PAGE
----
Solution of the exercise display unique rows of a file.

The input file looks like this:

examples/rows_of_file.txt

```A 1
B 2
A 2
C 3
B 2
D 4
C 1
```

The expected output looks like this:

```A 1
B 2
C 3
D 4
```

What we need to notice is that only the first characters count. The first appearance of each character as the head of each line will determine which line is included in the final result.

We need to find a way to remember which chracters have been already seen as first-characters of a line. If this is the first appearance of a given character, inlcude the line in the output file. If the character was already seen, we skip this line.

It would be easier to do this using a hash, but at this point in the course we have not learned hashes yet. So we need to settle using an array.

For that we need a mapping from each character that can be the first character of a line to a unique location in an array. Luckily the ord function returns the ASCII code of each ASCII character. We can use that for the mapping.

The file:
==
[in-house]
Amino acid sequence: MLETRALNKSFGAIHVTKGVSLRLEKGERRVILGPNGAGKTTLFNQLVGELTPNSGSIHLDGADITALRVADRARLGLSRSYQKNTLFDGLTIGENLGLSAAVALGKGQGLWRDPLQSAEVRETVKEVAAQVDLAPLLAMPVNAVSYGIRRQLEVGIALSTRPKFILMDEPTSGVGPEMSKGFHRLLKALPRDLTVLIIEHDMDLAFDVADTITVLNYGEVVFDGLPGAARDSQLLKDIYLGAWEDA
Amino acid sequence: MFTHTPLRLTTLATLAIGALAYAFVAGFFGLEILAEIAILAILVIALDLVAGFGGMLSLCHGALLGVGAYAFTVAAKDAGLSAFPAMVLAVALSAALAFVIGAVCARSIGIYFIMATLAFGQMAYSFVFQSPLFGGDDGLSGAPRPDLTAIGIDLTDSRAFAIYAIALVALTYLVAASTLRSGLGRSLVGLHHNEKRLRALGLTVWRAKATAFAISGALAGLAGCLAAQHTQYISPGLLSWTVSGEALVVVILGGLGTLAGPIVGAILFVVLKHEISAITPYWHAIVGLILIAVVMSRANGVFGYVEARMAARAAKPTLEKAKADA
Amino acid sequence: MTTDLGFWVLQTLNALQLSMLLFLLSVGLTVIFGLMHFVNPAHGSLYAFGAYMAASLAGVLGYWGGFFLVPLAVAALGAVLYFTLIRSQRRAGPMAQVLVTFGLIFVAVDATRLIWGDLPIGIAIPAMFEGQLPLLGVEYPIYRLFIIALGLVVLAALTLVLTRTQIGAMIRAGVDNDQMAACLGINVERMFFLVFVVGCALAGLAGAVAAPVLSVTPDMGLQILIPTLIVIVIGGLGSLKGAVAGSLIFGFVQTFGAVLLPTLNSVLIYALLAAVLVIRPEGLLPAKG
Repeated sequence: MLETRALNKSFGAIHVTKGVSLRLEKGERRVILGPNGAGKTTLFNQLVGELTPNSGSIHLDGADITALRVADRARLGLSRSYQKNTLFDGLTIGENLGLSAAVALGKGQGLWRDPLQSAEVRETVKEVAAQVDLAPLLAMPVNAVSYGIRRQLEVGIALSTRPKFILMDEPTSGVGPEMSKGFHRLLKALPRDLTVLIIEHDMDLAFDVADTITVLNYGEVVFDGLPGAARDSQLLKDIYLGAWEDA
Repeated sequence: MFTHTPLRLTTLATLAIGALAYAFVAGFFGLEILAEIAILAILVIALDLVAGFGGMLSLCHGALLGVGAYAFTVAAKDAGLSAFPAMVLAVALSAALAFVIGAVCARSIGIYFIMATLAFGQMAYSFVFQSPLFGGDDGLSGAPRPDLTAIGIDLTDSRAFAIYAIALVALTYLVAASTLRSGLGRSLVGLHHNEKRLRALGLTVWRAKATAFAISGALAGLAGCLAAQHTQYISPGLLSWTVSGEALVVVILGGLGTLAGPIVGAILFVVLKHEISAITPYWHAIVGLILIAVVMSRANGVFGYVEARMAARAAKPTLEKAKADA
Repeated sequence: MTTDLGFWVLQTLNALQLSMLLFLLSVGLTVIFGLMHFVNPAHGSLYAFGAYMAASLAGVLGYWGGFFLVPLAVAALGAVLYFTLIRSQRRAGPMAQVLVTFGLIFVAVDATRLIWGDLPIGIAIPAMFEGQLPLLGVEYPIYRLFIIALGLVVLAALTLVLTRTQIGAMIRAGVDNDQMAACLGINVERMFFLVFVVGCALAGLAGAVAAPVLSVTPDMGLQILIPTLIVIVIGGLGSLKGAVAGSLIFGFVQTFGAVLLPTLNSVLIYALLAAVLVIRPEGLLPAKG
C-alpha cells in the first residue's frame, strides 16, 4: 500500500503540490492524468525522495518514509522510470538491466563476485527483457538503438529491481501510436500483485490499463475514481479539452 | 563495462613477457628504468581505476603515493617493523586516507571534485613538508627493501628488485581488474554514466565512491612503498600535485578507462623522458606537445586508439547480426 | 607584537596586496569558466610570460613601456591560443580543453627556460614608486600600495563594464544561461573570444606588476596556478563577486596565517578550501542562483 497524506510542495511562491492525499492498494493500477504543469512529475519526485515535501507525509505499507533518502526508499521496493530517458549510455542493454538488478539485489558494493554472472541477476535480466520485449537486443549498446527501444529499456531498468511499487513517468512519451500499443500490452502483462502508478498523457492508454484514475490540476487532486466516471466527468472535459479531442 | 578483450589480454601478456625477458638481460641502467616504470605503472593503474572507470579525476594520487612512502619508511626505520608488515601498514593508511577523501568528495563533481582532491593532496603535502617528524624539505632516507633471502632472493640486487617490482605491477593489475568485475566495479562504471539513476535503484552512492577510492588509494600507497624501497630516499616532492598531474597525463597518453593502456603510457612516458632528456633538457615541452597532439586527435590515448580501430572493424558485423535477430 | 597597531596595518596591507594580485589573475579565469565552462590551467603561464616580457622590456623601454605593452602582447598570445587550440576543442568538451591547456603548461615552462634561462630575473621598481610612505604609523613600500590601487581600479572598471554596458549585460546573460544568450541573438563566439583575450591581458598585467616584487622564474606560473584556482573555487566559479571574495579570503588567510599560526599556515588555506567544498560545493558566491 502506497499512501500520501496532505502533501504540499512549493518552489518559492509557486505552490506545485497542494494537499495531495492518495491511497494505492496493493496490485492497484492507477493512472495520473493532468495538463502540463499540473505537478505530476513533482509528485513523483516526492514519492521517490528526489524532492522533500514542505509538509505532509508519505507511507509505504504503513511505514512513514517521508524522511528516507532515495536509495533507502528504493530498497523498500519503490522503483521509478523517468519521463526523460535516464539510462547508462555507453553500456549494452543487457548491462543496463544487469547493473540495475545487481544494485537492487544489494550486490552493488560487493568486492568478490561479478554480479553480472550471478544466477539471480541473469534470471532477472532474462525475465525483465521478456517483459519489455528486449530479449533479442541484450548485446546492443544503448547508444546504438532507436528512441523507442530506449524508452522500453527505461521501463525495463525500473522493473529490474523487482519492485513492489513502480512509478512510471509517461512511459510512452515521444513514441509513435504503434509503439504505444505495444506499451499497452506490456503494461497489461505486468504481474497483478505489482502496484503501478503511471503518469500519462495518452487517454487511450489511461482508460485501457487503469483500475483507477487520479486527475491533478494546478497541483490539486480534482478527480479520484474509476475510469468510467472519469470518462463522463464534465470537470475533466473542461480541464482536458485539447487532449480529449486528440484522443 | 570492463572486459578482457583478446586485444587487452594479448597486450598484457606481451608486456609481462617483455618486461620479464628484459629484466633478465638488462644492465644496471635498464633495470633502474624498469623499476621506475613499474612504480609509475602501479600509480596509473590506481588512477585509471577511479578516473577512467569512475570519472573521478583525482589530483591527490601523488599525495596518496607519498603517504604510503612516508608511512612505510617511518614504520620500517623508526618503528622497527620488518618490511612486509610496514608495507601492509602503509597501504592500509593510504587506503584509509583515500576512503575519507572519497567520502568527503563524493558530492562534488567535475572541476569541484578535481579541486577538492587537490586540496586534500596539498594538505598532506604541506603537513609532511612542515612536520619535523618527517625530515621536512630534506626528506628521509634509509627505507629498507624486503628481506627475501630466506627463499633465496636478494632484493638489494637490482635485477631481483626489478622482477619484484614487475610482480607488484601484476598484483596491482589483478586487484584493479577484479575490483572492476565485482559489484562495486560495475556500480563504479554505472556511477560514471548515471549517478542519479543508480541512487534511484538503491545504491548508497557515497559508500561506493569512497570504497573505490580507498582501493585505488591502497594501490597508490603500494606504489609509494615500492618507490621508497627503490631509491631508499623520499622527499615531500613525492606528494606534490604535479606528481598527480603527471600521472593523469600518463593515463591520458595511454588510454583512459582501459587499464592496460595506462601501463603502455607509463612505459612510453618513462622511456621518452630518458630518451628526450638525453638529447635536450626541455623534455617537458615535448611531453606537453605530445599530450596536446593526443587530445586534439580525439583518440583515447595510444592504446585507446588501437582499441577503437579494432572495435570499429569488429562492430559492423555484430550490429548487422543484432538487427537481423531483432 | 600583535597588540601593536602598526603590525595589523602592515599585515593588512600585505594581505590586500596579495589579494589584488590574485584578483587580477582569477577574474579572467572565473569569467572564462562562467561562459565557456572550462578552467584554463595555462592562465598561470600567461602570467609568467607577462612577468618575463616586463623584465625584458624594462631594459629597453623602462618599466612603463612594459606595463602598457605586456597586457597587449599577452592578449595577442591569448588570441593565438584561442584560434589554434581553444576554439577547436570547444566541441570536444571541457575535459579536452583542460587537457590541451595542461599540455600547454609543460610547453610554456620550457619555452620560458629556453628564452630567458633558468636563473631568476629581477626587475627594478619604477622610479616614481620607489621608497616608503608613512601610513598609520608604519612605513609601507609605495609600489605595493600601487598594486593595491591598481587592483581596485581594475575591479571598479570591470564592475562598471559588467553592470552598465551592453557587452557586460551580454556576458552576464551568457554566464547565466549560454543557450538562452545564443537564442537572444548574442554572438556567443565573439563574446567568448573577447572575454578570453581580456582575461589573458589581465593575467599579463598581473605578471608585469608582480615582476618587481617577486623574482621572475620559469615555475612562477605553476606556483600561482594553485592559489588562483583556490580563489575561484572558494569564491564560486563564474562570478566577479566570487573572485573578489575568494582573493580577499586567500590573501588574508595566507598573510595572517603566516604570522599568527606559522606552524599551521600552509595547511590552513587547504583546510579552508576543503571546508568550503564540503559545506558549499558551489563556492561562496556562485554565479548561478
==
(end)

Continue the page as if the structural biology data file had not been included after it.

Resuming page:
The first 32 characterts of the ASCII table are not printable characters, and if we assume we only have letters as the fist character then many of the numbers between 0 and 127 won't be used. This means if we use the ASCII code as index in the array, we'll have a sparse array with only some of the fields having a value.

As the total number of potential values is only 128, in most situation we can get away with this waste.

examples/unique_rows_with_array.pl

```use strict;
use warnings;

my (\$infile, \$outfile) = @ARGV;
die "USAGE: \$0 INFILE OUTFILE\n" if not \$outfile;

open my \$in,  '<', \$infile  or die "Could not open '\$infile': \$!";
open my \$out, '>', \$outfile or die "Could not open '\$outfile': \$!";

my @seen;
while (my \$line = <\$in>) {
my \$chr = substr \$line, 0, 1;
my \$ascii = ord \$chr;
if (\$seen[\$ascii]) {
next;
}
\$seen[\$ascii] = 1;
print \$out \$line;
}
```

First we expect the name of the input file and the name of the output file on the command line.

Then we open them for reading and writing respectively.

Then we declare an array, cleverly named @seen to indicate if a given character has been already seen as the leading character of a line. It starts out empty as we have not seen any charcter yet.

As we go over the lines of the input file using a while loop we extract the first character using substr.

Then using the ord function we get the ASCII code of that character.

If the corresponding value in the @seen array is already True we skip the rest of the block by calling next.

Otherwise we set that field to 1. It can be any arbitrary value, we are only interested in True-ness of that value.

Finally we print the current line.